The Assam is one of the most extensive Indian territories of the “seven sisters” area and its landscapes, shaped by unspoiled nature, are a mix of different ethnic groups and tribes. Over the centuries the territories, rich in reserves and archaeological remains, were disputed by the neighboring states as well as routes and explored by merchants and settlers. Today, thanks to the passion and the visionary spirit of Paolo Rosso (artistic director of Microclima in Venice), the capital Guwahati and the areas surrounding it are investigated by a group of Italian artists based in Venice, here invited personally by Rosso to lead long-term searches.
Since 2011, therefore, the metropolis, located on the bank of the Brahmaputra river, hosts the Guwahati Research Program: a specific context and community research and training project, free from the institutions, self-financed and activated through bottom-up dynamics. The purpose of the program, as the curator tells us, “is not so much the production of an artistic work as offering artists the possibility of rethinking oneself in relation to personal artistic research”, within an unknown context, in dialogue with the community, with the geography of the territory and its historical and cultural traditions, all without the imposition of a temporal constraint. Central is the modality to which the editor trusts for the choice of the artists, invited here because they are estimated first of all as persons and because they are researcher and thinker artists.
Over the years, therefore, who came to the place did nothing but activate their acute critical sense and the spirit of observation and, in total freedom, triggered very heterogeneous practices and processes between them. If, for example, Mario Ciaramitaro with A strange darkness has deployed various messages in the public spaces of a city in constant transformation, Riccardo Banfi recounts “he had simply let himself be carried away by the events” then impressed in the photographic work I found myself in Guwahati. Otherwise, during his stay, Martino Genchi relied on writing, while Matteo Stocco and Matteo Primiterra used the video for the documentary Shatalol. Edoardo Aruta, on the other hand, tells of having recently left for Assam “with the idea of doing pure research” and testing his skills in “an unexplored India source of stimuli and curiosity”.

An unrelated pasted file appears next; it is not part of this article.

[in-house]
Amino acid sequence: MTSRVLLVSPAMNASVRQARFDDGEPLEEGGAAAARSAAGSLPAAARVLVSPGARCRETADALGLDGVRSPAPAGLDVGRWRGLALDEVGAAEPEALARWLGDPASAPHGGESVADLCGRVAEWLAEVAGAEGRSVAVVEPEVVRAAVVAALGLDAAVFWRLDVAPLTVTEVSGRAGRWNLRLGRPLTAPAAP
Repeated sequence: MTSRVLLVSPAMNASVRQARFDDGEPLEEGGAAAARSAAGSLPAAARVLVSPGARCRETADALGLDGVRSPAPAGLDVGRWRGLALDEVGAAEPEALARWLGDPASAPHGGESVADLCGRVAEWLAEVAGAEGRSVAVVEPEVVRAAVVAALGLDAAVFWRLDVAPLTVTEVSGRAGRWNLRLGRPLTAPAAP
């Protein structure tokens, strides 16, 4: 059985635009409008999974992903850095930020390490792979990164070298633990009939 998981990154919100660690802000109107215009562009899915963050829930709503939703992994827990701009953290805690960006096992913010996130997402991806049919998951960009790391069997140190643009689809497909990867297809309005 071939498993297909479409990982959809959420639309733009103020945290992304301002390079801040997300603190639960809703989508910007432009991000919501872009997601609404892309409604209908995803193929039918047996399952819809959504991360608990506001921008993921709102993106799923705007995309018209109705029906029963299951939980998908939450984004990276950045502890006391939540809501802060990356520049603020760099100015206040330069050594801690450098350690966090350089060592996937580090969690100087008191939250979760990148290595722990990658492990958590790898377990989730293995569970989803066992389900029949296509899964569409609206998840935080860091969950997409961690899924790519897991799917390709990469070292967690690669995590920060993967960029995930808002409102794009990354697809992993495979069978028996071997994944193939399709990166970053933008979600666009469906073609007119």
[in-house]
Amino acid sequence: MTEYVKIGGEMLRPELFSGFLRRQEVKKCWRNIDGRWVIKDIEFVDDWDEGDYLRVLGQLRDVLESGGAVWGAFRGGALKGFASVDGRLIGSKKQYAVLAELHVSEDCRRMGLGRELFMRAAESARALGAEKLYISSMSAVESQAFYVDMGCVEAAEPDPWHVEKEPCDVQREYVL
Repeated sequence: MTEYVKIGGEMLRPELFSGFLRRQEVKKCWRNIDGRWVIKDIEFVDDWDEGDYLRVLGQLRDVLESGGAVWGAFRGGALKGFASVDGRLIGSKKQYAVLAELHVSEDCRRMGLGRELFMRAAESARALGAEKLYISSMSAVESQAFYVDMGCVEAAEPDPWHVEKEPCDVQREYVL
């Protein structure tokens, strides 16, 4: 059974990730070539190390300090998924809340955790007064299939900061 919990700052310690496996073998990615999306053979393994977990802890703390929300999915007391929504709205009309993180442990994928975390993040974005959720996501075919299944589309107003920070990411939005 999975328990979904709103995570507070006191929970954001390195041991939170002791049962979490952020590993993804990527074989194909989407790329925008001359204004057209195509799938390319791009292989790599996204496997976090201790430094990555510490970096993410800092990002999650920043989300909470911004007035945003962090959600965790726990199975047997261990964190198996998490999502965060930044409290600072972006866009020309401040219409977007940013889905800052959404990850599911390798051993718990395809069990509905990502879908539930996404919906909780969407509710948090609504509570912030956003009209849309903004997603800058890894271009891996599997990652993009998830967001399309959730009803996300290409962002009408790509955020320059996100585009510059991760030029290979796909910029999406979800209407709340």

Other artists, however, have been to Guwahati several times over the years, as Giuseppe Abate who between 2016 and 2017 worked on the Bhujia project, where the image of the snack packages was aimed at decorating fabrics designed by him and made with the finest fabrics of Assam; o Alessandra Messali, who arrived for the first time in 2013, then returned in 2016 and 2017. The long stay extended over the years has evolved and has slowly transformed her knowledge of the Assamese culture, then elaborated in the articulated project Emilio Salgari and the tiger based on the study of the novels of the Italian author and on the relationships and inconsistencies between the text and the context. In his research, Messali discovered that Salgari, unknown to the locals even though he had set his own writings in Guwahati, had never gone directly to the place. The entire project, therefore, was conceived by Messali “as an experiment, in which books are used as tools to reflect on what it means to represent a culture and what it means to be represented”.
The most interesting aspect of the Guwahati Research Program is to create a bridge between the West and the East, capable of activating a lasting bond over time that facilitates the meeting between different approaches and visions of being and inhabiting the world. The ambition to enrich the imagery linked to the place, through practices based on the principles of sharing, collaboration and participation, is represented by the Guwahati Bamboo Walkway, built in 2013 and now 400 meters long. This is a walkable jetty designed by Paolo Rosso and William West in collaboration with the community and with some local craftsmen from the island of Majuli, experts in bamboo processing. The catwalk, conceived as an “experiment and a means to know the context”, has been functional to create a public space for the stop, because it is oriented towards an area of the unspoiled and virgin city where the naturalness of the landscape nourishes the gaze of unique landscapes and singular, conveying the idea of the program as a container open to multiple practices and perspectives of study.
Giuseppe Abate, Bhujia, dettaglio di ricamo su seta, 2016
Guwahati Bamboo Walkway, photo Riccardo Banfi, 2015
Michela Lupieri (* 1983) is curator, researcher and author. She graduated at IUAV of Venice in Visual Arts, with a specialization in contemporary art and curatorial practices. She is part of the curatorial team of Palinsesti and research fellow at the Archive of the Avant-gardes (Collezione Marzona) at the SKD of Dresden. She lives between Italy and Germany.